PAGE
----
Part of the ongoing Verse Quick Reference project.
2Ti 1:9 who has saved us and called us with a holy calling, not according to our works, but according to His own purpose and grace which was given to us in Christ Jesus before time began,
The NKJ translation states that grace was given to us “before time began”. The KJV lists this phrase as “before the world began”. The ESV states “before the ages began”. The Greek phrase is “χρονων αιωνιων” (time eternal). The Word English Bible possibly has the best translation “before times eternal”. The word for “time” is used consistently in the Bible for a passing of time. The word for “eternal” is used consistently to denote a large amount of time, or an unceasing time.
Second Timothy 1:9 is used to claim that individuals were chosen before time began, before any fall of man. Jesus, it is said, was an eternal plan in the mind of God. John Piper writes:
In other words, God not only foreknew in eternity the sinful choice that Adam (and Lucifer before him) would make, but he also planned to give us grace through Jesus Christ in response to the misery and destruction and condemnation resulting from the fall that he foreknew.
Piper, John; Taylor, Justin; Helseth, Paul Kjoss. Beyond the Bounds: Open Theism and the Undermining of Biblical Christianity (p. 375). Crossway. Kindle Edition.
Piper makes a good point. And the verse could be read in that fashion. This is particularly true if the word for “eternal” is being used as Plato uses it in Timeaus:
… Accordingly, seeing that that Model is an eternal Living Creature, He set about making this Universe, so far as He could, of a like kind. But inasmuch as the nature of the Living Creature was eternal, this quality it was impossible to attach in its entirety to what is generated; wherefore He planned to make a movable image of Eternity, and, as He set in order the Heaven, of that Eternity which abides in unity He made an eternal image, moving according to number, even that which we have named Time…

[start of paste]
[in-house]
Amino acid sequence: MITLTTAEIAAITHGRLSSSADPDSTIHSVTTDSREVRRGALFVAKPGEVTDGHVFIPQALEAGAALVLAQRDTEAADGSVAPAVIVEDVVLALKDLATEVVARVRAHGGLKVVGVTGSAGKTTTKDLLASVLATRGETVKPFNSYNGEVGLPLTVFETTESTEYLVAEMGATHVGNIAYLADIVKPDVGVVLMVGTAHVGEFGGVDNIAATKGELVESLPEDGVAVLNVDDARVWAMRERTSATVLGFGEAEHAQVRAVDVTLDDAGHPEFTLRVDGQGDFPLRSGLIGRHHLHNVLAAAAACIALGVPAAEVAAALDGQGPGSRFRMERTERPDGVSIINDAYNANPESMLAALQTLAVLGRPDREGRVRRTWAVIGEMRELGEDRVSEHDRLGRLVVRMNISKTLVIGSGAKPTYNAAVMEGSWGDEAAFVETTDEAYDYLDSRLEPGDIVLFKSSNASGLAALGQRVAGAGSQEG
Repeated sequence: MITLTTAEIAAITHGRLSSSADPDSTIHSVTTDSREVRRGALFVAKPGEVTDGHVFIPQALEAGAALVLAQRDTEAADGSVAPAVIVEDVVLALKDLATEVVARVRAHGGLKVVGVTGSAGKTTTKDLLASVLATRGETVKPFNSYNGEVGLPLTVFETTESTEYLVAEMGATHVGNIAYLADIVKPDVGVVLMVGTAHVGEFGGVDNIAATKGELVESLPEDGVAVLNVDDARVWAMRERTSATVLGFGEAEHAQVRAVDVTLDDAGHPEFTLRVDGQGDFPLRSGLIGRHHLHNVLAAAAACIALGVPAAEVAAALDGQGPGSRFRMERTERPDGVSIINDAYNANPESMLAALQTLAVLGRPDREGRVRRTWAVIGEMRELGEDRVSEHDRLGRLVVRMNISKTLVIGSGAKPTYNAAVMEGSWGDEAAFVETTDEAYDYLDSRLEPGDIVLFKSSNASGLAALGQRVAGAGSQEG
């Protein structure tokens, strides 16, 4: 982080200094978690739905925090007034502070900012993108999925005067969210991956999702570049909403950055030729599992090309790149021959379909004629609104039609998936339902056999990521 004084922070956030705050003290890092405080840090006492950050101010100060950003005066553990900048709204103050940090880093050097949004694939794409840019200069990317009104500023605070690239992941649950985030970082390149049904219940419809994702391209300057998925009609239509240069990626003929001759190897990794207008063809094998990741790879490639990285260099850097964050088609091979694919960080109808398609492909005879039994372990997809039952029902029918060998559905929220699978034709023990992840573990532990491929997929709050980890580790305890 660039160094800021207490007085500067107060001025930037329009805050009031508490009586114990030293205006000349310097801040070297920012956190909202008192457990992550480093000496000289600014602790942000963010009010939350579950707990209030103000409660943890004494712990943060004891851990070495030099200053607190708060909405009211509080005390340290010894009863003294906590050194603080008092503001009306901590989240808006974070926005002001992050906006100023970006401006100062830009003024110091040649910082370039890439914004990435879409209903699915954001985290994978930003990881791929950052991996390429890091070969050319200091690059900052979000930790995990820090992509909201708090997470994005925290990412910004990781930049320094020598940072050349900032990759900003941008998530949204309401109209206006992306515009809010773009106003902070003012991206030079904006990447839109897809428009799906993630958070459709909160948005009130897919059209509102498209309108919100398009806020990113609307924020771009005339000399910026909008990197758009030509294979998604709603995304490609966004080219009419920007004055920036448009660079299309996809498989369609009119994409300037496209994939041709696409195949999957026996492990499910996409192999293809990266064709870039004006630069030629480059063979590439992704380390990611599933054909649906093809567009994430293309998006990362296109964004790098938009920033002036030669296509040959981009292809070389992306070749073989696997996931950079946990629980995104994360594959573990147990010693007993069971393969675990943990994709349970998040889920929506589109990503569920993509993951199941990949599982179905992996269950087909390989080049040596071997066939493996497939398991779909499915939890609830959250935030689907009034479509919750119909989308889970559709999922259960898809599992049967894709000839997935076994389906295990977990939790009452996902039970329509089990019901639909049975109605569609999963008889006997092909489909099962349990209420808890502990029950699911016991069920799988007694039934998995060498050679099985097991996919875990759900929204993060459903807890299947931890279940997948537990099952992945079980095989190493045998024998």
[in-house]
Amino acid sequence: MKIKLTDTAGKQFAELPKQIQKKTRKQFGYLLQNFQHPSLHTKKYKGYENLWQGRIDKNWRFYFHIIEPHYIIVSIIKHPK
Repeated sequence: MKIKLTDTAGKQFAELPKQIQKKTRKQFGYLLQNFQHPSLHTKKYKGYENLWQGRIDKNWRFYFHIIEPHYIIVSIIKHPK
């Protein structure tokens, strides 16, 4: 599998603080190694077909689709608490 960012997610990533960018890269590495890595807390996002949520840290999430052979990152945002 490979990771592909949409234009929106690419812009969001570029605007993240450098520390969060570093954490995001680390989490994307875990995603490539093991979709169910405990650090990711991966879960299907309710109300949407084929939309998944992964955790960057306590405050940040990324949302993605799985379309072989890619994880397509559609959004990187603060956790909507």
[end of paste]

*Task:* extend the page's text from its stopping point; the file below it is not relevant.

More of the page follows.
But the verse does not have to be read in the fashion of eternity. Instead, it could be used in more of a hyperbolic sense. In Polybius’ Histories, he uses the word to mean “a very large number” of writings:
Nor is it necessary to mention any names: but after Alexander’s death, in their mutual rivalries for the possession of various parts of nearly all the world, they filled a very large number of histories with the record of their glorious deeds.
Strabo in Geography uses “eternal” for natural phenomenon of tides, a twice daily event:
For instance, one could not accept such a reason for their having become a wandering and piratical folk as this—that while they were dwelling on a Peninsula they were driven out of their habitations by a great flood-tide; for in fact they still hold the country which they held in earlier times; and they sent as a present to Augustus the most sacred kettle1 in their country, with a plea for his friendship and for an amnesty of their earlier offences, and when their petition was granted they set sail for home; and it is ridiculous to suppose that they departed from their homes because they were incensed on account of a phenomenon that is natural and eternal, occurring twice every day.
In these uses, “eternal” just means “happens all the time” or “a very large amount”. Paul, in this fashion, could be using “time eternal” to mean “since always”, an English expression meaning that something has been in place for a long time, but not necessarily eternal in essence.
The idea of a Messiah is definitely not “eternal” in the Bible. One does not see talk of this Messiah until after the Babylon and Assyrian exiles. This is after the line of David is cut off (David was a Messiah, an anointed). Paul could be referring to expectations that have been in existence since the exilic period.
Alternatively, he may be referencing God’s enduring plan to have a people with whom to commune, a plan first implemented in the creation of man, and then time and time subverted throughout the Bible. The Bible tells a story of God attempting to reconcile man to Himself.
While Piper’s reading is acceptable, there are alternatives which are also likely.